Her face says it all!

Fed Up! 


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Friday, 26 May 2017

Art and Soul Exhibition 2017 : June 3rd - 18th . Surrey . U.K





 

Art and Soul Exhibition 2017 
June 3rd - 18th . Surrey . U.K 

I am delighted to be taking part in the Art and Soul Exhibition which opens in Surrey next week on 3rd June 2017 .

Paintings I have in the exhibition include my favourite subjects and this now  well loved cockerel which will be on sale.



"A New Day " 
Size 60 x 52cms   
Medium : Watercolour 
Price £525

"A New Day" features on the exhibition invitation and flyer.
It is vibrant when seen off screen and a new favourite piece of many visitors to my studio where it has been waiting for this show .

Another fabulous painting is my kingfisher

"Kingfisher Reflection "
 Size : 50 x 42 cms  
 Medium: Watercolour  
 Price  £535

Again, this new kingfisher has to be seen off screen for the intensity of colour and watercolour effects. 

I also have sheep and a floral in the exhibition. It will be a case of first come first served for these newly released paintings. 

For full exhibition information please see this link:-





Thursday, 25 May 2017

White Roses in Watercolour : Peace and Love

 "Peace and Love"

At the foot of our cottage garden is a woodland area. Here, right at the very end of our garden, is where plants are moved to if they are on the way out or looking poorly.  It is the "last chance" area. When we first moved into our cottage we planted white roses by the front door. We had thought we had bought shrub roses but the plants had been accidentally mislabelled.  Over time, as they grew,  the roses sprawled over the ground rather than give us the gorgeous display we were yearning for. Then they started looking sickly and the right decision was made to dig them up. But I couldn't bear to part with them. They were roses after all and no rose should ever be thrown away.

The poor things were planted behind an old tree which is the home of our resident woodpecker bird. The tree itself looks bedraggled with hundreds of holes driven in it from the rather noisy woodpecker and its young over the years.  Consistent checks by me on this plant proved we were right to move it. It was dying.  But I still left it there. I felt sorry for it. But as time went the plant became forgotten completely and untended. It was there, but out of view.

This week while gardening I walked deliberately to look and see what was happening to the poorly plants and each one has not only survived but is flowering beautifully. I couldn't resist painting their beauty. And I sat listening to birdsong as I created the above painting.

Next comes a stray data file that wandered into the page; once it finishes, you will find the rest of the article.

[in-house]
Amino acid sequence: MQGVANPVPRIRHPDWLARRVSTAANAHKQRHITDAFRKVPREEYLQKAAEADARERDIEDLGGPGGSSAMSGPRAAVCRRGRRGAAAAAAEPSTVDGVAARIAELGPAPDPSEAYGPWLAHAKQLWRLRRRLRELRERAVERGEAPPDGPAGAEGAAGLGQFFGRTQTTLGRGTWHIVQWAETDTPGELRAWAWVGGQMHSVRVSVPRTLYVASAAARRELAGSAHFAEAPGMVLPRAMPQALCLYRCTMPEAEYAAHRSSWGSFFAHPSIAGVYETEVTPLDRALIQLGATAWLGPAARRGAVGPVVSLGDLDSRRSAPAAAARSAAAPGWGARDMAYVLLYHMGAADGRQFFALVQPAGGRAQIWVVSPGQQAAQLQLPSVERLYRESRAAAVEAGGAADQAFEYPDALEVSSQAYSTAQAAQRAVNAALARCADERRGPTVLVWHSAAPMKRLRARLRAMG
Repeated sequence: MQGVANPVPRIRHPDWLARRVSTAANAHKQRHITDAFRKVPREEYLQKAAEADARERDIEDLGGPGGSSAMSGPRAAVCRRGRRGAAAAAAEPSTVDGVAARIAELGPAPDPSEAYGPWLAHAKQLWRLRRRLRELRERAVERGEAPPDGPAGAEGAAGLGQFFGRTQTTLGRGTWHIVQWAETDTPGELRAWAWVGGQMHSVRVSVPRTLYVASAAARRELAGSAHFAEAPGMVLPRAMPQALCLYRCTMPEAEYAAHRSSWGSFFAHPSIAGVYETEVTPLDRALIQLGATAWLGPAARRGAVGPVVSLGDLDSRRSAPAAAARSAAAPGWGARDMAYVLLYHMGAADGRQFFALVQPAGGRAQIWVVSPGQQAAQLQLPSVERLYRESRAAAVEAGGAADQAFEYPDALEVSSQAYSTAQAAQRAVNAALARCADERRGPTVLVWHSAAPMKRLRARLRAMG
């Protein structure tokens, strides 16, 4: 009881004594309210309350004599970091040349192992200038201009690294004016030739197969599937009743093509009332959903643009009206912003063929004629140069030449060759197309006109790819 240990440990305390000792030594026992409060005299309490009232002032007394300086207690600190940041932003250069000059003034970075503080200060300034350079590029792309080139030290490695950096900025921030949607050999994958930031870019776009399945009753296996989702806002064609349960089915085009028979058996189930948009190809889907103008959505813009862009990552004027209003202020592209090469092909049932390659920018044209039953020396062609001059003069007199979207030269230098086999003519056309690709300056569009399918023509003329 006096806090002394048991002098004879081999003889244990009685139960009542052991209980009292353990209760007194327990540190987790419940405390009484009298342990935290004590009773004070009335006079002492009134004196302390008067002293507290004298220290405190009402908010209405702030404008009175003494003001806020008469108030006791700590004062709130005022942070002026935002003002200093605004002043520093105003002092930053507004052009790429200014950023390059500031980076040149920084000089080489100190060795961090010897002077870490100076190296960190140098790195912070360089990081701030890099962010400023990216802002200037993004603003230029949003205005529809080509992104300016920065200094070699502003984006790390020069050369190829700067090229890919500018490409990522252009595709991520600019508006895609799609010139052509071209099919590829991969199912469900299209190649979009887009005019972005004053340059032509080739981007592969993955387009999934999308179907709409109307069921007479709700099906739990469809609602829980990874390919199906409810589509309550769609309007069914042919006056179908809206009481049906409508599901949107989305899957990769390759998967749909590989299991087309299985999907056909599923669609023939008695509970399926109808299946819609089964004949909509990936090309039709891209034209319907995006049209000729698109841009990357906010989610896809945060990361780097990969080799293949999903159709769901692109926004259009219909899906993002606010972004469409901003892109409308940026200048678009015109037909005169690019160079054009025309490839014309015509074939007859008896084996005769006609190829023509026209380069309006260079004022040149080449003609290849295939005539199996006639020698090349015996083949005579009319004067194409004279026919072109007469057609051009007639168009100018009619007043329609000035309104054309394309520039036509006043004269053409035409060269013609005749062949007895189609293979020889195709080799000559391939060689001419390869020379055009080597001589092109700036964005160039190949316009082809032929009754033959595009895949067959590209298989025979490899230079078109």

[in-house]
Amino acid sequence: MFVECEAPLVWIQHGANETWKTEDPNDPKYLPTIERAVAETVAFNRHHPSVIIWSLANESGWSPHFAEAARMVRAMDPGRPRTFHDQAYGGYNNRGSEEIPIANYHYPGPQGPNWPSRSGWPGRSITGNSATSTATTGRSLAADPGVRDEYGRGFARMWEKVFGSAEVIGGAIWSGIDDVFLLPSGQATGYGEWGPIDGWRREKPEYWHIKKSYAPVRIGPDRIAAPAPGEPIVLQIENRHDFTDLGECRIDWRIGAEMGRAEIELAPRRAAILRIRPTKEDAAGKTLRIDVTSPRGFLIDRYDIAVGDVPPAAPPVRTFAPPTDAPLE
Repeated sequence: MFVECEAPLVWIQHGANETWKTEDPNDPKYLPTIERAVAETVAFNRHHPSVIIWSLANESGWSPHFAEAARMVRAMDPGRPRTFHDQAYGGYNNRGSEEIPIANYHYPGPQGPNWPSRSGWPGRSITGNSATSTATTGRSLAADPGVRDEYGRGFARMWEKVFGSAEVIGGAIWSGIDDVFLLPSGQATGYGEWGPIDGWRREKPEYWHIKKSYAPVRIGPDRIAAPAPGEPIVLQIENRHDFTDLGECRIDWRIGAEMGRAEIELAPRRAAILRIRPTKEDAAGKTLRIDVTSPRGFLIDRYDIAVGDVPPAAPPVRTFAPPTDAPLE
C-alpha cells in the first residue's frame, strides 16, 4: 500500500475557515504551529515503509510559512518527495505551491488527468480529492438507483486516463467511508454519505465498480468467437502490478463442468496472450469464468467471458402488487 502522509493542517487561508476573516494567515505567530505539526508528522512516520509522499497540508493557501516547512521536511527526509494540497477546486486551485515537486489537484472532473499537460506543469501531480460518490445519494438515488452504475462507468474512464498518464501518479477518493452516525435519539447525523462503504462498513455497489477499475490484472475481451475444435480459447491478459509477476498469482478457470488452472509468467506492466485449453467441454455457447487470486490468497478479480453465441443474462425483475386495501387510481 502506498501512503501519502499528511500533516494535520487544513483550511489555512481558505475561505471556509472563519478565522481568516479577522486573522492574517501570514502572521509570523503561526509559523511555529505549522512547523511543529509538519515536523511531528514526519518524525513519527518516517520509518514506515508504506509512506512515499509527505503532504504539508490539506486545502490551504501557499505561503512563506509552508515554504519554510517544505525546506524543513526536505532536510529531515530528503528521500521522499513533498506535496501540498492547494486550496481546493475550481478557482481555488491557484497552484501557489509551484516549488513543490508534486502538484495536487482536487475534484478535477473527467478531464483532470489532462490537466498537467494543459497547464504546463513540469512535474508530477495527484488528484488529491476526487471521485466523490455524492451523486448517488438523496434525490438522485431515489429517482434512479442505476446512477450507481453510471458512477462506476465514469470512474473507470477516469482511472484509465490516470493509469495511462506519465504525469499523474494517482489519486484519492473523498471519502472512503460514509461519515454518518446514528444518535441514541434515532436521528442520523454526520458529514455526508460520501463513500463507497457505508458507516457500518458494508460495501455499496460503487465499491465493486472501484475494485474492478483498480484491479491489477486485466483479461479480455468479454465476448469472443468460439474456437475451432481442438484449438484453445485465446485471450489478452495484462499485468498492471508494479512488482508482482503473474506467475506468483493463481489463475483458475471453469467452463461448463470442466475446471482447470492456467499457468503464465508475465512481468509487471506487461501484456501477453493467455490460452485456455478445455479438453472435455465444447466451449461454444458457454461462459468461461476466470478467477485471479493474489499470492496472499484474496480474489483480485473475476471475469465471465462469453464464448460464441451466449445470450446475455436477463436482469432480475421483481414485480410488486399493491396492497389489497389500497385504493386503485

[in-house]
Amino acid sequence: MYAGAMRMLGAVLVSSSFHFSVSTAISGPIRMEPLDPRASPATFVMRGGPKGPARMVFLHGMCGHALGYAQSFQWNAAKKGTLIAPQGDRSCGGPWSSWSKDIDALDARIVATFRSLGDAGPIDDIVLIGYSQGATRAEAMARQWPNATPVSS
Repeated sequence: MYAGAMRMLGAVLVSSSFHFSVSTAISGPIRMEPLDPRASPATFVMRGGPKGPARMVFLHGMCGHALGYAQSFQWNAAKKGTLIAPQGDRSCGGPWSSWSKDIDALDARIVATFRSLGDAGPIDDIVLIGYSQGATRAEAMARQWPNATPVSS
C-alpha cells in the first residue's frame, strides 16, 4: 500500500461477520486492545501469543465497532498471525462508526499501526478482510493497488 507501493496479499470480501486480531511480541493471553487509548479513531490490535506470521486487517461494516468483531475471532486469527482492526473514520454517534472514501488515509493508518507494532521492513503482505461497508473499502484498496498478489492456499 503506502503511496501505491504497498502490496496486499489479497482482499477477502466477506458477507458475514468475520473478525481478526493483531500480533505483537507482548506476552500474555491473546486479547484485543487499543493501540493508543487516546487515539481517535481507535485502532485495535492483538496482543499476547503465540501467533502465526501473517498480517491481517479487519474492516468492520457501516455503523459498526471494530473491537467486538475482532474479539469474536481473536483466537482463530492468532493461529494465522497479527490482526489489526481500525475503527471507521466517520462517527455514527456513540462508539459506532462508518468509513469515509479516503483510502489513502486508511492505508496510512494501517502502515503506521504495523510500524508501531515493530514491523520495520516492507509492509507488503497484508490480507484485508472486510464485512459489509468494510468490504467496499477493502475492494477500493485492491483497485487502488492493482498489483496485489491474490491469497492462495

I started by  forming my background. Readers of my book "Paint Yourself Calm" will know just how this effect was achieved. I let all troubles disappear, as in the the "boulders on my shoulders" chapter. Sadness drifted away as I worked.  It isn't that I have worries. It is the heartbreaking news that has upset me.  This week youngsters lost their lives needlessly at a concert via the hands of one young man who could never have understood the joy in their lives to have acted so cruelly. I have cried unashamedly for the parents, families and friends who faced the worse news ever this week. Their lives will never be the same. And as always I found peace in painting. Especially using my "Paint Yourself Calm" techniques which led me to this rose painting outcome. 

Softly and gently,  I caressed the bloom to life on paper. 
Softly and gently, like tears falling for a loved one who will never be at your side again.

There is a lovely saying "I am not gone. I am simply waiting in another room". I like to think of loss this way. In fact at a Mums' funeral some time ago, one of her twins gave a reading. She spoke fondly of her Mum and described a school trip where she had gone in a canoe for the first time. Unknown to her, her Mum had quietly followed the school coach and watched her daughter without her even knowing. The daughter explained she didn't know her Mum was there but she was, just hidden from view. And now always will be, there but not in sight. A touching thought.

My rose painting started quietly. From this early first stage of my painting the flowers could be seen. And so I added very little to complete the piece.



First stage of my white rose painting

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"Peace and Love "

 
 In loving memory.
Manchester 2017

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Sunday, 21 May 2017

Summer Delight: Lupin in Watercolour

"Summer Delight"
Lupins in Watercolour
Painted in my cottage garden

This week has been really busy and I am delighted to have  worked so hard on my new book. The latest chapter additions are full of inspirational ideas. And simply by writing them I have felt strongly moved to paint. Finally today I had time to sit quietly in my garden and do just that.